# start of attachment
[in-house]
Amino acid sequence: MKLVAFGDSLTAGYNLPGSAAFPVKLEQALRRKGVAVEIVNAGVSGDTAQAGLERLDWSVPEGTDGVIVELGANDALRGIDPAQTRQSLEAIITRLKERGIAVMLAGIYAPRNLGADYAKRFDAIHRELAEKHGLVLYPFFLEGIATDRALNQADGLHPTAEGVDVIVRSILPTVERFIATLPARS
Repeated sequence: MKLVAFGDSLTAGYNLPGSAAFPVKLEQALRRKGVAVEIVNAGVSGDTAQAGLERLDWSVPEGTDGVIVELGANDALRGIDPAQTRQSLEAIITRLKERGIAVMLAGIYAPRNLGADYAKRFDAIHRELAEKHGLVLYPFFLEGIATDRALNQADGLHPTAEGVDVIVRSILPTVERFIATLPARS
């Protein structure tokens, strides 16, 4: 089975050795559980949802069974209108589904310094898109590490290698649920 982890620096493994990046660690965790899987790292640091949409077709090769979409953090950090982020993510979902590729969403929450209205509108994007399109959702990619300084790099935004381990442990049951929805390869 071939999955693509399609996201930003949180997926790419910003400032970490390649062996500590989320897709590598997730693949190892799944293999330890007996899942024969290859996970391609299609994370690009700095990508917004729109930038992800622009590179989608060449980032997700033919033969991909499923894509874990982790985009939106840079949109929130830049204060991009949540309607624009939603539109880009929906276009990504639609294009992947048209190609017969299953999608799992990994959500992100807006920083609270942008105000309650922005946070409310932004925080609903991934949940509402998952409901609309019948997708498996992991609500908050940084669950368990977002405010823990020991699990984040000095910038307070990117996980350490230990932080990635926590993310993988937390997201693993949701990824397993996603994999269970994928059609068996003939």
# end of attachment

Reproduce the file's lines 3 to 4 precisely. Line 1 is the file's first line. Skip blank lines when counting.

Repeated sequence: MKLVAFGDSLTAGYNLPGSAAFPVKLEQALRRKGVAVEIVNAGVSGDTAQAGLERLDWSVPEGTDGVIVELGANDALRGIDPAQTRQSLEAIITRLKERGIAVMLAGIYAPRNLGADYAKRFDAIHRELAEKHGLVLYPFFLEGIATDRALNQADGLHPTAEGVDVIVRSILPTVERFIATLPARS
């Protein structure tokens, strides 16, 4: 089975050795559980949802069974209108589904310094898109590490290698649920 982890620096493994990046660690965790899987790292640091949409077709090769979409953090950090982020993510979902590729969403929450209205509108994007399109959702990619300084790099935004381990442990049951929805390869 071939999955693509399609996201930003949180997926790419910003400032970490390649062996500590989320897709590598997730693949190892799944293999330890007996899942024969290859996970391609299609994370690009700095990508917004729109930038992800622009590179989608060449980032997700033919033969991909499923894509874990982790985009939106840079949109929130830049204060991009949540309607624009939603539109880009929906276009990504639609294009992947048209190609017969299953999608799992990994959500992100807006920083609270942008105000309650922005946070409310932004925080609903991934949940509402998952409901609309019948997708498996992991609500908050940084669950368990977002405010823990020991699990984040000095910038307070990117996980350490230990932080990635926590993310993988937390997201693993949701990824397993996603994999269970994928059609068996003939």